Reminiscences of an IB education

May 11, 2021

Hae In Kim is a Grade 2 homeroom teacher at CAIS and as a student studied the IB curriculum which will be available for the final two years of high school students at CAIS starting academic year 2021/22.

We interviewed Hae In about her experience with IB education and how the impact it had on her professional growth and her subsequent career at CAIS.

Which IB courses have you completed?

International Baccalaureate Diploma Programme (IBDP).

Describe your IBDP experience in one word.


How was your IB exam?

The IB exam is an experience you will never forget. It was like a running a marathon – absolutely exhausting, but exhilarating at the same time. Exhausting, because the exam was 3 weeks long and you would have 2-3 exams every day. Exhilarating, because you would be on the home stretch towards completing the program. For 3 weeks, you would pour out everything you’d learned in the 2 years of the program which exhausted you mentally and physically, but your hard work would be rewarded.

What made you move from Hong Kong to South Korea and back to Hong Kong?

I came to Hong Kong when I was 6 years old and absolutely loved my experience here. Sadly, our family had to move back to Korea under various circumstances when I was in grade 10. My teachers back then were an important influence on my personal growth. They were role models I would always look up to and inspired me to pursue a career in education. Upon graduation from university, God provided the opportunity for me to apply as a teacher at CAIS. Here I am today, teaching second grade in the school that I love dearly.

Share your experience on the academic culture of doing the IB program?

One thing that stood out to me regarding the IB program is that it is very well structured and organized. When I first started the program, I was able to see the big picture of what the 2 years would look like as well as the details of each subject and each project/assignment. This allowed me to have a clear direction towards having a successful experience. The structure was also very flexible, because I found a lot of freedom and room for creativity. The IB program allows you to explore your own passions and talents, meaning that you make each experience your own. It is definitely rigorous and challenging, but when you find your pace and the methods that work for you, you are positioned to be successful.

What role did your parents play as you worked on the program? How was the working relationship between school and parents?

I went to a boarding school, so my parents were not physically present with me. However, they provided me with the emotional and spiritual support that I needed, which helped me to push forward when I had no motivation or strength to keep going. They reminded me that IB was not everything in my life and helped me to understand the importance of resting and taking care of myself.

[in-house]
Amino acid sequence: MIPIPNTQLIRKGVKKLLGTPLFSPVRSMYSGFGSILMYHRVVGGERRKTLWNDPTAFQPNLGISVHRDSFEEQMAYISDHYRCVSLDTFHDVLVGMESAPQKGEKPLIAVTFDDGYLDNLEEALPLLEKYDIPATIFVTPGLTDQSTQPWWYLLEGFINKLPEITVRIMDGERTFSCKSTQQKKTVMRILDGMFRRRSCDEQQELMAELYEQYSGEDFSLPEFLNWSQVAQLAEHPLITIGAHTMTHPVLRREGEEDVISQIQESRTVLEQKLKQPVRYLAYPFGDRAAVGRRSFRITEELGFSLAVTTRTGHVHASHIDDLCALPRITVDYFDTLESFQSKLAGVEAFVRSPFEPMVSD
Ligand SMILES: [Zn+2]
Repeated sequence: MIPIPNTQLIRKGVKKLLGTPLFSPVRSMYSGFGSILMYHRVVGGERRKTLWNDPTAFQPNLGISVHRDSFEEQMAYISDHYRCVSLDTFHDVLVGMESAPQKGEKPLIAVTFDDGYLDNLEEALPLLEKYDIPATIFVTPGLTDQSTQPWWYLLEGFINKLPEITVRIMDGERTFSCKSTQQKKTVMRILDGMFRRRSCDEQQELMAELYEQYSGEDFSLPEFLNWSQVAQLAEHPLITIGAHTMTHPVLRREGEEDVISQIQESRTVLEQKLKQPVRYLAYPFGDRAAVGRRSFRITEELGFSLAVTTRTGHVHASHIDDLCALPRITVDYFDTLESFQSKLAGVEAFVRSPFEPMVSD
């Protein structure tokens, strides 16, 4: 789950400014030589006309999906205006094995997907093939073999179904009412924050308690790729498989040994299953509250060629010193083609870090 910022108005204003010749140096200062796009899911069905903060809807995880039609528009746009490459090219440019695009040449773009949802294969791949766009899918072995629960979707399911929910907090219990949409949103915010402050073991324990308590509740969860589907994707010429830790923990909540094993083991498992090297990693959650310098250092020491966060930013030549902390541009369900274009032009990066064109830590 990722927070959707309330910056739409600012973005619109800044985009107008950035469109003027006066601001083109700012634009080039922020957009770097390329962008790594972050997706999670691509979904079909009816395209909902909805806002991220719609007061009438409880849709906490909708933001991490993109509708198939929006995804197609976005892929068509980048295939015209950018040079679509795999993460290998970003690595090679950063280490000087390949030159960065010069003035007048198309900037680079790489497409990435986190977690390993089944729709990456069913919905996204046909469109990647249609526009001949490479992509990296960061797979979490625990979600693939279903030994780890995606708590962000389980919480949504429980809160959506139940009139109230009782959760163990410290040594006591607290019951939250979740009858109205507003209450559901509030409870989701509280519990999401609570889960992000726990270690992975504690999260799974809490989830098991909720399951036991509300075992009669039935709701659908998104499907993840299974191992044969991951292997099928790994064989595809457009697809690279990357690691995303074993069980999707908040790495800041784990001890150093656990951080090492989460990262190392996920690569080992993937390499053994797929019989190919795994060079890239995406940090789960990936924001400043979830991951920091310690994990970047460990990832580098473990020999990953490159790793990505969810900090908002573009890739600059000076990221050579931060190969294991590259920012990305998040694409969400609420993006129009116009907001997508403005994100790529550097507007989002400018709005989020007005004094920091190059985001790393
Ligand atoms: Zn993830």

The school provided relevant information regarding the IB program for the parents (before and during the program) which helped them understand how they could best support their children.

How did your school promote critical thinking and open-mindedness along with that of the Christian faith?

The teachers established a safe environment for us to ask hard questions and to challenge each other’s thinking in a respectful and loving manner. They helped us to establish our identity in Christ as well as biblical values, which allowed us to separate our emotions from our academic progress. Our value and identity did not depend on our grades nor on the fact that our ideas were questioned and challenged by others. This allowed us to freely discuss various topics in ways that developed our analytical, communication and problem-solving skills. I believe that this is a ley feature of the IB program, because it equipped us in knowledge and skills for us to academically engage with the world while bringing our faith into this interaction.

How were you able to cultivate strong collaborative peer relationships during the IB program? How or why is this important?

Cultivating a strong collaborative peer relationship is one of the most important sources of support and success in the IB program. Your peers know exactly what you are going through, because they are also going through it as well. They can empathize with you and support you in ways that teachers and parents cannot. You can also create “academic synergy” with your peers, as they are also good resources and teachers. This is especially helpful with peers who have different classes.

Another important aspect is to build collaborative relationships with students who are right above your grade level and right below your grade level. Your “seniors” will have countless information and advice to give to you as they experienced everything that you are experiencing in advance. You can do the same for the students below your grade level.

Biggest challenge when studying IBDP?

Time management was the biggest challenge for me. In IB, you have 6 subjects plus TOK (Theory of Knowledge), CAS (Creativity, Activity, Service), and the EE (Extended Essay). You also need to have a life outside of school to take care of yourself and find time to socialize. On top of that, you also need to go through the process of college application. You need to learn how to manage your time so that you are physically, mentally, and emotionally healthy and you can push forward with your academics and college application. It is also important to know your priorities and values.

In closing, what’s your advice for students who are contemplating taking the IB program offered at CAIS?

The IB program is challenging, but definitely rewarding and worthwhile. I suggest students to develop self-discipline skills irrespective of the curriculum that they are pursuing. These are important skills that we all need to master for both personal and professional growth.